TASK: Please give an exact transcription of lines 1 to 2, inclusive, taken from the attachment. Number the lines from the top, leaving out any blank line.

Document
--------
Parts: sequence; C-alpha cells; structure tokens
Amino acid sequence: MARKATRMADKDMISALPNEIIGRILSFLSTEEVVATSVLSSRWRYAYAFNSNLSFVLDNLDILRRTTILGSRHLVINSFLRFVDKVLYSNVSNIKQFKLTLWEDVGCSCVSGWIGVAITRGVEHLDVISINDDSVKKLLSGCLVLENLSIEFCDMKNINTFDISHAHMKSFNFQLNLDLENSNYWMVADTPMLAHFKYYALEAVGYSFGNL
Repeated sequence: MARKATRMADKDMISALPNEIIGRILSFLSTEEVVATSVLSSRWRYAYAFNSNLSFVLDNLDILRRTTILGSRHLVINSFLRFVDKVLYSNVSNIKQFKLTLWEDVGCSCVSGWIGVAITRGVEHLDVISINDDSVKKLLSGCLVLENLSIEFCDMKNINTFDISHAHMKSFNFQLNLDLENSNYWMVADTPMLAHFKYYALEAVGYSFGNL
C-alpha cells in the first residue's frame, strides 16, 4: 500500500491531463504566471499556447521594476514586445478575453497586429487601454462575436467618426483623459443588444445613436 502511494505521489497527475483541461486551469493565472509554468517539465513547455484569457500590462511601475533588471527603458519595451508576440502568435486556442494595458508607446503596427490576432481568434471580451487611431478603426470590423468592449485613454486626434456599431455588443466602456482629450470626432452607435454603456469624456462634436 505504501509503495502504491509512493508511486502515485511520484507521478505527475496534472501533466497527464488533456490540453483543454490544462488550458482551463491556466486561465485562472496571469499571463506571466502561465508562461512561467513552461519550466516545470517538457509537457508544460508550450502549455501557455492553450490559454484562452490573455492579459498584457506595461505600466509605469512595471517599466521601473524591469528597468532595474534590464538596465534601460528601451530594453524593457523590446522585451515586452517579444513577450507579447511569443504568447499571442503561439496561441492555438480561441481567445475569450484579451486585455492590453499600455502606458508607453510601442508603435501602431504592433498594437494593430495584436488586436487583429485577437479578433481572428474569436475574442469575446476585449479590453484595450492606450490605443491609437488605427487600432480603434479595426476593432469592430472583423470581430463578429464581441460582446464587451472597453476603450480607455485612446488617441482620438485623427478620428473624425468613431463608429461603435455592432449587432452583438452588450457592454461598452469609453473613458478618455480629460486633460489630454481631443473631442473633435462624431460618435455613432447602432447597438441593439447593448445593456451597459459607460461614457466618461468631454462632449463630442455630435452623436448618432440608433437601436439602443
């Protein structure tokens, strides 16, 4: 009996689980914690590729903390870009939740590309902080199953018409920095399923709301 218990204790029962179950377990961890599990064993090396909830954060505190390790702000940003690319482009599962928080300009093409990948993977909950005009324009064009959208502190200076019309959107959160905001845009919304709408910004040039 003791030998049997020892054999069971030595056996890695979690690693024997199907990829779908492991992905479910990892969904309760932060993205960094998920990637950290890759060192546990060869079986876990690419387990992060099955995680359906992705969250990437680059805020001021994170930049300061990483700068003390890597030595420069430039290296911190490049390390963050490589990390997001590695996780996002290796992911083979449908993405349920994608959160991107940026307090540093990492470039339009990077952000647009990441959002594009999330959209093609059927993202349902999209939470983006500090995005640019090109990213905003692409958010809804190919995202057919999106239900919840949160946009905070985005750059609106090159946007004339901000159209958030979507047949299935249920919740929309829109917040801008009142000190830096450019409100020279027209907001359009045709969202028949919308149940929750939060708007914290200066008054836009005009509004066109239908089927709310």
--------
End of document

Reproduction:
Parts: sequence; C-alpha cells; structure tokens
Amino acid sequence: MARKATRMADKDMISALPNEIIGRILSFLSTEEVVATSVLSSRWRYAYAFNSNLSFVLDNLDILRRTTILGSRHLVINSFLRFVDKVLYSNVSNIKQFKLTLWEDVGCSCVSGWIGVAITRGVEHLDVISINDDSVKKLLSGCLVLENLSIEFCDMKNINTFDISHAHMKSFNFQLNLDLENSNYWMVADTPMLAHFKYYALEAVGYSFGNL